Beni and Kagetora have decided to take it on the run and flee the toxic influence of her family. Beni is convinced that as long as they stay in the present they’ll be hounded by her father so she decides that she has to travel to the past with her personal ninja. Unfortunately as the couple fall into the time portal they get separated and end up in different eras. Beni sees Kagetora when she wakes up, but it is a younger 14 year old ninja in training instead of the adult ninja that she fell in love with. Kagetora keeps returning to the present and traveling to the past over and over again in an attempt to find Beni. Since the time portal to the past is located in a pocket of space that can only be reached by flinging yourself off a tall building, this takes a considerable amount of courage. Beni’s rejected fiance Rihito is beginning to figure out the mechanics of time travel, and suspects that the predictions of Beni’s mother came from time traveling to the future. Rihito is dealing with his own issues as he copes with pressure from his father.

I appreciated Conami’s attention to character design when the younger version of Kagetora appeared. His eyes are bigger, face rounder, and his body is less developed but he’s still recognizable as the younger version of the ninja that dropped out of the sky and into Beni’s life. While it is nice that Beni can see a different side of her favorite ninja, I spent most of these volumes very anxious about what might be happening to future Kagetora as he searches for Beni.

Beni’s journey to the past allows her to meet a younger version of Kagetora’s enemy Hitaki. The more innocent combative child is nothing like the ninja who has vowed to destroy Kagetora in the future. While Beni stays with Kagetora and his master in a training house, the rivalry between ninja clans might threaten the young ninjas in training as well as their guest from the future. Being confronted with a younger version of her boyfriend frustrates Beni, since she can’t reveal their future relationship to the young ninja. But Kagetora begins to drop his formal manners around Beni and starts to enjoy spending time with her. A big section of the volume focuses on Hitaki, showing details from his past and explaining why he’s so fiercely motivated to be the best. Out of all the main characters in Shinobi Life, so far each one is getting and individual backstory and motivations for their actions. Only the fathers of Beni and Rihito seem evil for the sake of being evil so far, and I’m guessing that Conami will explore their pasts and relationship with Beni’s mother as well. One of the reasons why I enjoy this series so much is that even though there’s plenty of fighting, time traveling, and ninja antics the larger focus is just on telling the individual stories of the cast that Conami has assembled. That’s why Shinobi Life doesn’t really seem stuck in a genre rut even though it relies on time travel to bring the different characters together.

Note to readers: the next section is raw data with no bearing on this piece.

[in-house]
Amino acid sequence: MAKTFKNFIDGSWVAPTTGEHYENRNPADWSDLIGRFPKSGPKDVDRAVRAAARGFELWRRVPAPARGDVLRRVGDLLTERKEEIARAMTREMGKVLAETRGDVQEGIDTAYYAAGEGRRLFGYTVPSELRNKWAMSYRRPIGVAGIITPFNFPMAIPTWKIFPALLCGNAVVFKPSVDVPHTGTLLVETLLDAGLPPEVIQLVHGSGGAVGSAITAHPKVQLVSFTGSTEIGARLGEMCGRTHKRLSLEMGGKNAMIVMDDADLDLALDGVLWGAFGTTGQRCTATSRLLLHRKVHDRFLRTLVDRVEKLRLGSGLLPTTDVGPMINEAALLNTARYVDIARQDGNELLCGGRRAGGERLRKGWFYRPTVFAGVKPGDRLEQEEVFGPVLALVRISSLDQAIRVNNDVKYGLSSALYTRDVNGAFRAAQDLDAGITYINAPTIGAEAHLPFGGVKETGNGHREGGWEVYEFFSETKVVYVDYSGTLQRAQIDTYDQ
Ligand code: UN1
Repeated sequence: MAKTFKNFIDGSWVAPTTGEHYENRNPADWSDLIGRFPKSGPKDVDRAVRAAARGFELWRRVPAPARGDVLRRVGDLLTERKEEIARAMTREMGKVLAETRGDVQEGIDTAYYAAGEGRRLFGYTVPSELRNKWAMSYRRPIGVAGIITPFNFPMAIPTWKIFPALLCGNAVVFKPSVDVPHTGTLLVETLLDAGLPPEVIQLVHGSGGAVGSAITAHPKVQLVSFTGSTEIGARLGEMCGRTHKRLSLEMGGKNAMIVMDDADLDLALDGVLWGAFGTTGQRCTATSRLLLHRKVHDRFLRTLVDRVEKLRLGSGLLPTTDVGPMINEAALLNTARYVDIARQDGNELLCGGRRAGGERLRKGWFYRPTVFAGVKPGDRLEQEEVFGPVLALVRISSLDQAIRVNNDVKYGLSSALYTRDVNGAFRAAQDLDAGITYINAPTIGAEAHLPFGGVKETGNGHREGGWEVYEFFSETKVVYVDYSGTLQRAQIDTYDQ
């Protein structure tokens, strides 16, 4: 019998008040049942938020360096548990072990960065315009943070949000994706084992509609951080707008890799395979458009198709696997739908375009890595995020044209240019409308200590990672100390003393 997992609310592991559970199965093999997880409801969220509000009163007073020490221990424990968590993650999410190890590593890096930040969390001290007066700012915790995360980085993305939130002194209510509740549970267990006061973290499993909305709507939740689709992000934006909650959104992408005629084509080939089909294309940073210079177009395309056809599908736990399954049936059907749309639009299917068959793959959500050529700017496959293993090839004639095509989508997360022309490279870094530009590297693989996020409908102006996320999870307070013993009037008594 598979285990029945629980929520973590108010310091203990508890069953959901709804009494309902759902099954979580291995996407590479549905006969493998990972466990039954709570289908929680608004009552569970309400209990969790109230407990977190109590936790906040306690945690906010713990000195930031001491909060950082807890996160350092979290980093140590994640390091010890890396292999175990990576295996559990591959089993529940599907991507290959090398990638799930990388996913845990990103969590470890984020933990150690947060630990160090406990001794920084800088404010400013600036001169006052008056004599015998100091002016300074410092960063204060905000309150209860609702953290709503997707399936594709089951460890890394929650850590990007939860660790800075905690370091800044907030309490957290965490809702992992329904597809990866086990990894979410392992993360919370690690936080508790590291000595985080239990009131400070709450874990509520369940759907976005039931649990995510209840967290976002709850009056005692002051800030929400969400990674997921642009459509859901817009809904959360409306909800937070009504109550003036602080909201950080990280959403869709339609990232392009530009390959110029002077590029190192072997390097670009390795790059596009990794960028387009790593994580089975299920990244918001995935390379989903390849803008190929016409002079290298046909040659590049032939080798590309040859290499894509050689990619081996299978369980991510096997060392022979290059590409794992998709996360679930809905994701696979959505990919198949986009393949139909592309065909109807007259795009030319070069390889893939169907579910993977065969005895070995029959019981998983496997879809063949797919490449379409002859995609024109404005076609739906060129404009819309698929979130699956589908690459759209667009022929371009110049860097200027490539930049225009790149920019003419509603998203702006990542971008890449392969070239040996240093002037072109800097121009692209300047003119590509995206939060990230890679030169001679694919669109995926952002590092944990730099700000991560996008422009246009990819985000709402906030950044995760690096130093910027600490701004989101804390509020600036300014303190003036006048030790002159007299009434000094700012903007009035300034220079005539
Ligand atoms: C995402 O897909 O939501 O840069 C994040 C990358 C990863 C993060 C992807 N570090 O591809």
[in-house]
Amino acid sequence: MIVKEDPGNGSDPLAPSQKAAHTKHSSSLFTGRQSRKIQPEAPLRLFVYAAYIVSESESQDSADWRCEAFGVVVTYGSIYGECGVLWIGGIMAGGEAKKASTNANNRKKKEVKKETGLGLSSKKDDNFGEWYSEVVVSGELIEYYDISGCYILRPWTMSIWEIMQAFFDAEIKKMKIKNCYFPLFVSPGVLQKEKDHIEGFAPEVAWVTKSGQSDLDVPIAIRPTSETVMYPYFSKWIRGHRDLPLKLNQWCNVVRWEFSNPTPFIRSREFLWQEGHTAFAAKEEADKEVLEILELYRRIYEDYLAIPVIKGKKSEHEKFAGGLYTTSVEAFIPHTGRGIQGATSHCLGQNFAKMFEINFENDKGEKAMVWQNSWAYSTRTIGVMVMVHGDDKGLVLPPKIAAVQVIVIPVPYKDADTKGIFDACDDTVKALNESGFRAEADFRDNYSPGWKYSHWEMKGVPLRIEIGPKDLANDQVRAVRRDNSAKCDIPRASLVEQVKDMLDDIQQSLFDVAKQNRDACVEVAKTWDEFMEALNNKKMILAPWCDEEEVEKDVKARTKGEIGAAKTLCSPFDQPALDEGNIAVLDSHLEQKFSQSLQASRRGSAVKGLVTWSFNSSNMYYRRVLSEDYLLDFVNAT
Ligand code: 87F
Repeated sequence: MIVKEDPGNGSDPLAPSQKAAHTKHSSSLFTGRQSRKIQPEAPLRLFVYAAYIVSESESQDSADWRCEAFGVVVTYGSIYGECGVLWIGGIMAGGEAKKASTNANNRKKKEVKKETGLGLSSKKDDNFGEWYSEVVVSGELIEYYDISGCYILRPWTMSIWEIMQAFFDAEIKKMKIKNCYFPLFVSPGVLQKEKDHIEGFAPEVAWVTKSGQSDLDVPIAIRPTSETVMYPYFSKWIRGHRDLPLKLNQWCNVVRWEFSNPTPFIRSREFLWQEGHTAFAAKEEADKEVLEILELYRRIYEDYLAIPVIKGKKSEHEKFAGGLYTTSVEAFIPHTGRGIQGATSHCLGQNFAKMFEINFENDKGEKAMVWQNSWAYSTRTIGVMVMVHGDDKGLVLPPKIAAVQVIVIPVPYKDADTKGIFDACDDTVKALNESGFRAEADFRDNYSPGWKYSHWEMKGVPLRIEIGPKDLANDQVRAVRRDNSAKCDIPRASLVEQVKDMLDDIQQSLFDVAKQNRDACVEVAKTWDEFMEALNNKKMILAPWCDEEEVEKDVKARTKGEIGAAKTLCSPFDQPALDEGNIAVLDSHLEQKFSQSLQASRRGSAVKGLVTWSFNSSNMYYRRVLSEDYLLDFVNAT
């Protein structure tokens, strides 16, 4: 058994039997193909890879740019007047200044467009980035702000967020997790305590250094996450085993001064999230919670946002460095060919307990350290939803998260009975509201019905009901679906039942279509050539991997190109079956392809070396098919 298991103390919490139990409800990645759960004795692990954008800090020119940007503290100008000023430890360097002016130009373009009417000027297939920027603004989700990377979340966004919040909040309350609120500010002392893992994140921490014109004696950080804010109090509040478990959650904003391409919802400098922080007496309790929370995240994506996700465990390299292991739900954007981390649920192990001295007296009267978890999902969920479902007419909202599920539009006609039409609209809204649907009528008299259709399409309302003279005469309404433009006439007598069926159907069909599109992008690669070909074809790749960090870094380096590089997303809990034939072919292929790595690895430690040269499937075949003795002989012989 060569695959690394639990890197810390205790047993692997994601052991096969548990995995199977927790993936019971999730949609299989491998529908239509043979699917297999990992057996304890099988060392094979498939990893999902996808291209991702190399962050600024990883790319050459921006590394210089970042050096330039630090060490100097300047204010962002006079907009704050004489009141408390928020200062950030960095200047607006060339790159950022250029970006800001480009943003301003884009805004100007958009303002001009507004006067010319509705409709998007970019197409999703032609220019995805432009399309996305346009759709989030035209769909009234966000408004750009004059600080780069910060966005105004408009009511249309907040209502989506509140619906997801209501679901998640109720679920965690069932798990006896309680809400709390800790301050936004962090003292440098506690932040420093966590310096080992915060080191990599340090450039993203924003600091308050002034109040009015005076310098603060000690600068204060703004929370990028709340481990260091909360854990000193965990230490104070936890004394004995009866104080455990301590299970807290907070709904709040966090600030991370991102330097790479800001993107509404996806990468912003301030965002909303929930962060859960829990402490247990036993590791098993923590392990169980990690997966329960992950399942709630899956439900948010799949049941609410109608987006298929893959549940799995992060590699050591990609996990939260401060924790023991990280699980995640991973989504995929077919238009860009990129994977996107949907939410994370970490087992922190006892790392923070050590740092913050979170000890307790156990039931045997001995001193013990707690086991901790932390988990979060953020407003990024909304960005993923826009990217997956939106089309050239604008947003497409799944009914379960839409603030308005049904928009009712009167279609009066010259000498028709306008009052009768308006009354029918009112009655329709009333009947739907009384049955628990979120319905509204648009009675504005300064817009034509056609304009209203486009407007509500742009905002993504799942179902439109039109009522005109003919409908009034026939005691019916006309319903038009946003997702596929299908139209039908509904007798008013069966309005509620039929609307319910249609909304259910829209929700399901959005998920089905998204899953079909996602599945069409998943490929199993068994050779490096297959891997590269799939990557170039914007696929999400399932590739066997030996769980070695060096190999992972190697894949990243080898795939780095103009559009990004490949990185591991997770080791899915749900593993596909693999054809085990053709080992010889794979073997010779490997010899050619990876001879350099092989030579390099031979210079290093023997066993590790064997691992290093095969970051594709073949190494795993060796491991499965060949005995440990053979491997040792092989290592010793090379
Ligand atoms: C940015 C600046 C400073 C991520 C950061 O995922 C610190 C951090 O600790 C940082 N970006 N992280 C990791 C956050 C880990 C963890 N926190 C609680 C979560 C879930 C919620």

Review copy of Volume 6 provided by the publisher.